Prices have increased robustly since our previous report. Contacts in the construction industry reported high price volatility for plumbing materials, roofing materials, and asphalt. One such contact reported that prices for those items are, in some cases, increasing every 10 days. Contacts reported a decline in lumber prices. Contacts are hopeful the price of steel will decline in the near future. Contacts in the manufacturing industry have started announcing price increases to customers several months in advance. A Missouri manufacturer noted that industry attitudes toward price increases have shifted, with sales staff and customers "numb" to continued increases.

Consumer Spending
General retailers, auto dealers, and hospitality contacts reported slightly higher business activity and a mixed outlook. April real sales tax collections decreased in Missouri and Arkansas relative to March and increased in Kentucky and west Tennessee. St. Louis retailers noted that business activity has been consistent over the past month, but reported a negative outlook for the upcoming months, citing inflation and stronger demand for travel. One luxury car dealership in Northern Mississippi said that they are starting to sell fewer large cars and more small, fuel-efficient cars as demand shifts due to rising gas prices. Restaurants in Louisville saw a return to normal business activity during the Kentucky Derby, which was greatly affected by the pandemic in previous years. Hospitality contacts noted higher business activity compared with last month and last year, citing pent-up demand for travel. They also had a mixed outlook for the upcoming months, citing higher prices.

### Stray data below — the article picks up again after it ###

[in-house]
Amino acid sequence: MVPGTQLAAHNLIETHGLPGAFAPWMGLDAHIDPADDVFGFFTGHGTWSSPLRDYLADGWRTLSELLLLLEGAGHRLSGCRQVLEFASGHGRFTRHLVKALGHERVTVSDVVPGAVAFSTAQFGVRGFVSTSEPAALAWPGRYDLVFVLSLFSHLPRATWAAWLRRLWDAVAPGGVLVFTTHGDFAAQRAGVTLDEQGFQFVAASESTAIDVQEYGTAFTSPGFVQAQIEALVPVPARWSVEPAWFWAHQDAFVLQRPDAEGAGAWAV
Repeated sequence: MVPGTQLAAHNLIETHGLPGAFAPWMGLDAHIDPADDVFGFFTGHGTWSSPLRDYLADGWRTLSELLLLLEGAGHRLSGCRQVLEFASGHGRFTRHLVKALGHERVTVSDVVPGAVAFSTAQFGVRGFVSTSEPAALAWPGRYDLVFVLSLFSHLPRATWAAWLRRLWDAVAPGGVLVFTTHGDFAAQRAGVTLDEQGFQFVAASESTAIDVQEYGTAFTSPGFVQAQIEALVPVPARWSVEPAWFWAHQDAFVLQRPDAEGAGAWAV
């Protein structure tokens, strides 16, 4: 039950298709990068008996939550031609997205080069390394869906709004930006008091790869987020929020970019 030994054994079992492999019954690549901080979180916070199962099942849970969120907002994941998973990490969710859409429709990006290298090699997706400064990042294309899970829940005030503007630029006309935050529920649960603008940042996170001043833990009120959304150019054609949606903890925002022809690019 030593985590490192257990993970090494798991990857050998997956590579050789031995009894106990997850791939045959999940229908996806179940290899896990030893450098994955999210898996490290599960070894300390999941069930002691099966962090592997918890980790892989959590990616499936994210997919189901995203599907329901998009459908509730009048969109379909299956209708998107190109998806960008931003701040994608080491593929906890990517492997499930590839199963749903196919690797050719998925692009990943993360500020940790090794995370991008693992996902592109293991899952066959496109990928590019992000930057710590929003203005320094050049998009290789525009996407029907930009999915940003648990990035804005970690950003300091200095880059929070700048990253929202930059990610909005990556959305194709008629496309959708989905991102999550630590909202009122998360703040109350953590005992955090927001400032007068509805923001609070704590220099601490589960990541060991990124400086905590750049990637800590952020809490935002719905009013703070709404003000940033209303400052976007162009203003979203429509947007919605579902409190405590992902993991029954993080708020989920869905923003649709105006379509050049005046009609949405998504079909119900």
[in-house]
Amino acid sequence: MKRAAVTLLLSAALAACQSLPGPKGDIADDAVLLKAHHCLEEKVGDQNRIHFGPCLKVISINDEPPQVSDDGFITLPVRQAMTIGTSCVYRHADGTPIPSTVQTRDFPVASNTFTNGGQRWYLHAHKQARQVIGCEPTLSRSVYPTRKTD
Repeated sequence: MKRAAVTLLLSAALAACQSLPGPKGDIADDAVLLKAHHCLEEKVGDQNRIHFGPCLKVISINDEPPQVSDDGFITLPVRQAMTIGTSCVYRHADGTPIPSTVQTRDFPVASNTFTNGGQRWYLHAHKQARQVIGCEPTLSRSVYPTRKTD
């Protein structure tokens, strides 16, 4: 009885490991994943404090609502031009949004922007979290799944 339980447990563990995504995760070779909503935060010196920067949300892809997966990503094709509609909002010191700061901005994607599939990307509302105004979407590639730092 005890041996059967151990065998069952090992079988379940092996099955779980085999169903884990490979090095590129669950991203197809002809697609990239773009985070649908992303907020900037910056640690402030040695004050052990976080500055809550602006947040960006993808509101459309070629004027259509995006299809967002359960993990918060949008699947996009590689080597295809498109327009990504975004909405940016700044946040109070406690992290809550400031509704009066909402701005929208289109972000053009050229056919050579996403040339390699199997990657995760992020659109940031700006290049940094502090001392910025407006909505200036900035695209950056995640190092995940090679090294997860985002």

Manufacturing activity has increased moderately since our previous report. Survey-based indices suggest that production, capacity utilization, and new orders have all moderately increased, and firms expect slight increases in the coming quarter. The primary concerns within the manufacturing industry continue to be the availability of labor and inputs. Firms continue to explore automated processes, though substantial lead times on robotics mean they are not a short-term solution. There is cautious optimism about future sales due to high order backlogs from pent-up demand and high inventory from the limited availability of key inputs.

Nonfinancial Services